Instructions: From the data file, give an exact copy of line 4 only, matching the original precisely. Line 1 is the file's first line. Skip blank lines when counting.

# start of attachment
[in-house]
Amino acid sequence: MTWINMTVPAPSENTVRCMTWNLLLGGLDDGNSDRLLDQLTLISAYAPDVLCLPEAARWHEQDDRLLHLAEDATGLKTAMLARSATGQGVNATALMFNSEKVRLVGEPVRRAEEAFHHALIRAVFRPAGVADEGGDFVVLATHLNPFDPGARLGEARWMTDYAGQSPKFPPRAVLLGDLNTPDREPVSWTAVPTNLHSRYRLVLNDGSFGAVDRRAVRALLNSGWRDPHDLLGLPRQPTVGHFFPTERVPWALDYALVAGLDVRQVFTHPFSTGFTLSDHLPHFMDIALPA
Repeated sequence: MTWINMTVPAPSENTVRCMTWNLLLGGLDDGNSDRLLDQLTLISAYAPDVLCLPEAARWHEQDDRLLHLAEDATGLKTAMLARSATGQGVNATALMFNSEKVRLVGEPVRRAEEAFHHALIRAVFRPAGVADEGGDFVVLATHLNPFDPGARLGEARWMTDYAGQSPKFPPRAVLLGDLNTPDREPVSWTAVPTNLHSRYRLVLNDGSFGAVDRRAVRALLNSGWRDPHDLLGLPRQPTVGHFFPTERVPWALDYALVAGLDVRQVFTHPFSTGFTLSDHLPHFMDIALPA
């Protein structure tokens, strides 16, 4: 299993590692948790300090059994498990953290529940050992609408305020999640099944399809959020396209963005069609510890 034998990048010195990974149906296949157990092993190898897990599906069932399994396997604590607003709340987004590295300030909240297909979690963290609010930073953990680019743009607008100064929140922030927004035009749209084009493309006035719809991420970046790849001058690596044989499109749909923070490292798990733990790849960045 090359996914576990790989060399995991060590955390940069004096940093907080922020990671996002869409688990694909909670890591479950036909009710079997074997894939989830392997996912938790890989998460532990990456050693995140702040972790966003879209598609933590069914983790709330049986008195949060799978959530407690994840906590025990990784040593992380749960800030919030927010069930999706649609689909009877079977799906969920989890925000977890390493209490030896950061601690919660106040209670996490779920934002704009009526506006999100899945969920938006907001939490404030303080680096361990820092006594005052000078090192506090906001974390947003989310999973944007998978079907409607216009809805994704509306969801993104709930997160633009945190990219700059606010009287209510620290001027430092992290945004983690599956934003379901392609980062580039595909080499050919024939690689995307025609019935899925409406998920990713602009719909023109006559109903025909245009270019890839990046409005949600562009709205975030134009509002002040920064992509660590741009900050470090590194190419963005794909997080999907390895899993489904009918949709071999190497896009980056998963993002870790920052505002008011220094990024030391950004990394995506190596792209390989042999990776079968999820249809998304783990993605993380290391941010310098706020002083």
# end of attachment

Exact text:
């Protein structure tokens, strides 16, 4: 299993590692948790300090059994498990953290529940050992609408305020999640099944399809959020396209963005069609510890 034998990048010195990974149906296949157990092993190898897990599906069932399994396997604590607003709340987004590295300030909240297909979690963290609010930073953990680019743009607008100064929140922030927004035009749209084009493309006035719809991420970046790849001058690596044989499109749909923070490292798990733990790849960045 090359996914576990790989060399995991060590955390940069004096940093907080922020990671996002869409688990694909909670890591479950036909009710079997074997894939989830392997996912938790890989998460532990990456050693995140702040972790966003879209598609933590069914983790709330049986008195949060799978959530407690994840906590025990990784040593992380749960800030919030927010069930999706649609689909009877079977799906969920989890925000977890390493209490030896950061601690919660106040209670996490779920934002704009009526506006999100899945969920938006907001939490404030303080680096361990820092006594005052000078090192506090906001974390947003989310999973944007998978079907409607216009809805994704509306969801993104709930997160633009945190990219700059606010009287209510620290001027430092992290945004983690599956934003379901392609980062580039595909080499050919024939690689995307025609019935899925409406998920990713602009719909023109006559109903025909245009270019890839990046409005949600562009709205975030134009509002002040920064992509660590741009900050470090590194190419963005794909997080999907390895899993489904009918949709071999190497896009980056998963993002870790920052505002008011220094990024030391950004990394995506190596792209390989042999990776079968999820249809998304783990993605993380290391941010310098706020002083």